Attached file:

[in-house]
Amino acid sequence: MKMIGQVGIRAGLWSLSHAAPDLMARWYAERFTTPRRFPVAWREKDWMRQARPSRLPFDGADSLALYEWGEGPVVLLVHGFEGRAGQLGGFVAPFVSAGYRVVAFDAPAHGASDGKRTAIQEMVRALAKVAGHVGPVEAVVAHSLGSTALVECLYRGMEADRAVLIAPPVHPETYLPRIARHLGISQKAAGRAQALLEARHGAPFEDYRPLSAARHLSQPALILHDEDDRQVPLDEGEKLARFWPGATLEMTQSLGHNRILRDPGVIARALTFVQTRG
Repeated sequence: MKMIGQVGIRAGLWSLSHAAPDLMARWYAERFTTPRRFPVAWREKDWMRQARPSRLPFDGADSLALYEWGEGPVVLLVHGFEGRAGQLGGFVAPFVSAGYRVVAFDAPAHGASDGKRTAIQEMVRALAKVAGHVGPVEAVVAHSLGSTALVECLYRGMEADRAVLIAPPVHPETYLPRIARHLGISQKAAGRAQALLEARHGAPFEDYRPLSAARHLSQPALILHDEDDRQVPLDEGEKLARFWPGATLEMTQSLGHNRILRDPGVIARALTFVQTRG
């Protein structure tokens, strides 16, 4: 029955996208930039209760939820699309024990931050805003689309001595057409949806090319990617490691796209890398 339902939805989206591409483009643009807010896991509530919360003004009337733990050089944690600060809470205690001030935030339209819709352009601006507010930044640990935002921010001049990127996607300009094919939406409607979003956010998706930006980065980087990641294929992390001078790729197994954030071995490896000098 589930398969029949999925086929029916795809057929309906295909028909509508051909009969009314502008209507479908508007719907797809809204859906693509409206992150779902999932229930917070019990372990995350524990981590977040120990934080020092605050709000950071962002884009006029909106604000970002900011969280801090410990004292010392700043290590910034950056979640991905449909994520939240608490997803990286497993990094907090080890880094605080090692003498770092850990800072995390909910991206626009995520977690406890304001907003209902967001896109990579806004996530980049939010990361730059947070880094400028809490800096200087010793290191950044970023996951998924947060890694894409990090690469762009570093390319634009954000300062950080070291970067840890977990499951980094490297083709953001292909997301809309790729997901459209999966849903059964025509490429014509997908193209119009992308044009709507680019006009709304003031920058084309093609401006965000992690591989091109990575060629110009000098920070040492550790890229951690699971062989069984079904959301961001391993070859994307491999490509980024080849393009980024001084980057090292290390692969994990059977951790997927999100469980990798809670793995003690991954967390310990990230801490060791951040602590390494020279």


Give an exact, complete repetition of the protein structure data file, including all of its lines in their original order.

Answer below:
[in-house]
Amino acid sequence: MKMIGQVGIRAGLWSLSHAAPDLMARWYAERFTTPRRFPVAWREKDWMRQARPSRLPFDGADSLALYEWGEGPVVLLVHGFEGRAGQLGGFVAPFVSAGYRVVAFDAPAHGASDGKRTAIQEMVRALAKVAGHVGPVEAVVAHSLGSTALVECLYRGMEADRAVLIAPPVHPETYLPRIARHLGISQKAAGRAQALLEARHGAPFEDYRPLSAARHLSQPALILHDEDDRQVPLDEGEKLARFWPGATLEMTQSLGHNRILRDPGVIARALTFVQTRG
Repeated sequence: MKMIGQVGIRAGLWSLSHAAPDLMARWYAERFTTPRRFPVAWREKDWMRQARPSRLPFDGADSLALYEWGEGPVVLLVHGFEGRAGQLGGFVAPFVSAGYRVVAFDAPAHGASDGKRTAIQEMVRALAKVAGHVGPVEAVVAHSLGSTALVECLYRGMEADRAVLIAPPVHPETYLPRIARHLGISQKAAGRAQALLEARHGAPFEDYRPLSAARHLSQPALILHDEDDRQVPLDEGEKLARFWPGATLEMTQSLGHNRILRDPGVIARALTFVQTRG
């Protein structure tokens, strides 16, 4: 029955996208930039209760939820699309024990931050805003689309001595057409949806090319990617490691796209890398 339902939805989206591409483009643009807010896991509530919360003004009337733990050089944690600060809470205690001030935030339209819709352009601006507010930044640990935002921010001049990127996607300009094919939406409607979003956010998706930006980065980087990641294929992390001078790729197994954030071995490896000098 589930398969029949999925086929029916795809057929309906295909028909509508051909009969009314502008209507479908508007719907797809809204859906693509409206992150779902999932229930917070019990372990995350524990981590977040120990934080020092605050709000950071962002884009006029909106604000970002900011969280801090410990004292010392700043290590910034950056979640991905449909994520939240608490997803990286497993990094907090080890880094605080090692003498770092850990800072995390909910991206626009995520977690406890304001907003209902967001896109990579806004996530980049939010990361730059947070880094400028809490800096200087010793290191950044970023996951998924947060890694894409990090690469762009570093390319634009954000300062950080070291970067840890977990499951980094490297083709953001292909997301809309790729997901459209999966849903059964025509490429014509997908193209119009992308044009709507680019006009709304003031920058084309093609401006965000992690591989091109990575060629110009000098920070040492550790890229951690699971062989069984079904959301961001391993070859994307491999490509980024080849393009980024001084980057090292290390692969994990059977951790997927999100469980990798809670793995003690991954967390310990990230801490060791951040602590390494020279």